The latest UK inflation figures have revealed that grocery price increases are easing.

Data provided today (20 September) by the government’s Office for National Statistics (ONS) show the Consumer Price Index for food and non-alcoholic beverages slowed to a 13.6% increase in August, on an annualised rate, compared to 14.9% in July.

On a monthly basis, food inflation pulled back to 0.3%, compared to 1.5% in August last year.

The ONS said the easing in the annual rate for food and non-alcoholic beverages between July and August was driven by relatively small price movements from seven of the 11 detailed classes. The largest downward contributions came from the milk, cheese and eggs, vegetables, and fish categories.

“Within milk, cheese and eggs, the downward effects came principally from milk and cheese, with prices for these products falling slightly between July and August this year, compared with larger price rises between the same two months a year ago. This has led to the annual rate for milk, cheese and eggs easing to 15.3% in the year to August 2023, down from 18.7% in July,” it said.

The overall price of vegetables fell between July and August, compared with a rise between the same two months of 2022. As a result, the annual rate eased from 16.7% in July to 14.0% in August.

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Similarly, fish prices fell this year but rose a year ago, leading to a slowing in the annual rate from 13.4% in July to 6.8% in August.

Karen Betts, chief executive of industry body the Food and Drink Federation, said: “It’s encouraging to see food and drink price inflation fall again this month to 13.6%. However, it remains at historically high levels and our industry is very conscious of the pressure this is putting on household budgets.

“The reason inflation has not yet fallen further is because the costs of food production remain high, including ingredients, energy, transport and labour. While commodity prices are generally falling, they remain 22% higher than they were pre-pandemic, with persistent inflation in some, like sugar and olive oil.

“Food and drink manufacturers continue to do all they can to keep prices down for consumers while paying a fair price to their suppliers. The pressure on businesses in our sector is very visible in the high rate of insolvencies in the first half of 2023, which were 132% higher than during the whole of 2019.”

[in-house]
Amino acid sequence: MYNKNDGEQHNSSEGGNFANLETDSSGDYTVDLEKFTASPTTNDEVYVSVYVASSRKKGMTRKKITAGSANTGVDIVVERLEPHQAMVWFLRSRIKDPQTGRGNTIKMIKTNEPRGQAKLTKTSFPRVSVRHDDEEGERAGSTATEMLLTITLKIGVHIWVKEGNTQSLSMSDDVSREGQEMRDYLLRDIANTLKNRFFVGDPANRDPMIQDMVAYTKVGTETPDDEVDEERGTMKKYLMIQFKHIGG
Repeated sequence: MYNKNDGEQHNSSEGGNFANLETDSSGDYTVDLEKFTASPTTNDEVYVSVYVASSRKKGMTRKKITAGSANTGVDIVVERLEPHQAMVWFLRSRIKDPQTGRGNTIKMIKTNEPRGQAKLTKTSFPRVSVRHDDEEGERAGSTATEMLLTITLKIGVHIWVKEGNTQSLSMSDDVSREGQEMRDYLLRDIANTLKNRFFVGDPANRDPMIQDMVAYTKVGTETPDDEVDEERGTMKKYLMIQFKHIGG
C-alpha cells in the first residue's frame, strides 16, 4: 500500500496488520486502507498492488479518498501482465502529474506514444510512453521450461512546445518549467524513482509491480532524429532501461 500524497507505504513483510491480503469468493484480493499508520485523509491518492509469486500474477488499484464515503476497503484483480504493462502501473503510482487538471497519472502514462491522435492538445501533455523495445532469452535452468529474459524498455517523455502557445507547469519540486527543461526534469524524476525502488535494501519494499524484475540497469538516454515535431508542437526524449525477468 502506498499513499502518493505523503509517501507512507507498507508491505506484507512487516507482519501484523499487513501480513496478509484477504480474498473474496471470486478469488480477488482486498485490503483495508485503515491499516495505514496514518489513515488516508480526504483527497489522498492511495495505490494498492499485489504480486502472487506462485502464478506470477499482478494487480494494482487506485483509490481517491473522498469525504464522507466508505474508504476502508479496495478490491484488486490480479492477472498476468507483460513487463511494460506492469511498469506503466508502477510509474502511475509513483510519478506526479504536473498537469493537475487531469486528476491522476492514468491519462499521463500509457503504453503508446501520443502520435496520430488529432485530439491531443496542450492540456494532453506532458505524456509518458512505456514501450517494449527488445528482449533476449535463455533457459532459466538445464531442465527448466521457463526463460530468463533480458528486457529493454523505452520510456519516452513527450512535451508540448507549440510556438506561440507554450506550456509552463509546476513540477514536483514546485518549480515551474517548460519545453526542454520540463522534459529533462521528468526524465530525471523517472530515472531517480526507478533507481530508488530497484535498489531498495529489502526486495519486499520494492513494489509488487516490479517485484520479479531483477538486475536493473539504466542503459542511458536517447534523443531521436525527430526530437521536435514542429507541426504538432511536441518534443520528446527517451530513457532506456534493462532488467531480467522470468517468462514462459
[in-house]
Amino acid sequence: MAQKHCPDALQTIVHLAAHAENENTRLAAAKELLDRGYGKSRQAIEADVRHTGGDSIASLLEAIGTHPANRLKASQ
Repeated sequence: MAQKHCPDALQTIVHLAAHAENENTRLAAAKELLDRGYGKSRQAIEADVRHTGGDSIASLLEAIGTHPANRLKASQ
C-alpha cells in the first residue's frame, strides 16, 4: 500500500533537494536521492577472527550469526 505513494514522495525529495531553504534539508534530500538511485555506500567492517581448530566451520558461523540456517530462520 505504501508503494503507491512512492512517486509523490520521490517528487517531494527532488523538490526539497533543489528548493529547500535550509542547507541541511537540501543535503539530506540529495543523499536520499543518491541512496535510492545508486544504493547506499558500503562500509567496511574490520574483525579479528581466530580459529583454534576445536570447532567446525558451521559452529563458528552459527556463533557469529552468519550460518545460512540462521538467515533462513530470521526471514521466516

Kate Nicholls, chief executive of fellow trade body UKHospitality, which represents foodservice businesses, said: “Inflation slowing at a glacial rate will leave hospitality businesses incredibly concerned ahead of next month’s crucial figures, which determine the annual rise in business rates.

“In the current economic climate, rates rising with inflation, coupled with reliefs ending, would be catastrophic for businesses. It is unthinkable for the government to press ahead with its current plans, which will mean an almost billion-pound bill for the sector.”

Against predictions, the overall rate of inflation also fell, to 6.7% from 6.8% in July, aided by the slowdown in food price rises.

However, the UK still has the highest inflation rate among G7 economies.

Grant Fitzner, chief economist at the ONS, told UK broadcaster the BBC that inflation remained “a mixed picture”, with the price of some items such as bread and cereals still going up, while others are falling.

“So in the latest month we’ve seen falls in fish, in oils and fats and in vegetables,” he said.

Fitzner added food manufacturers are paying less for food than a year ago and said this is “starting to pass through to consumers”.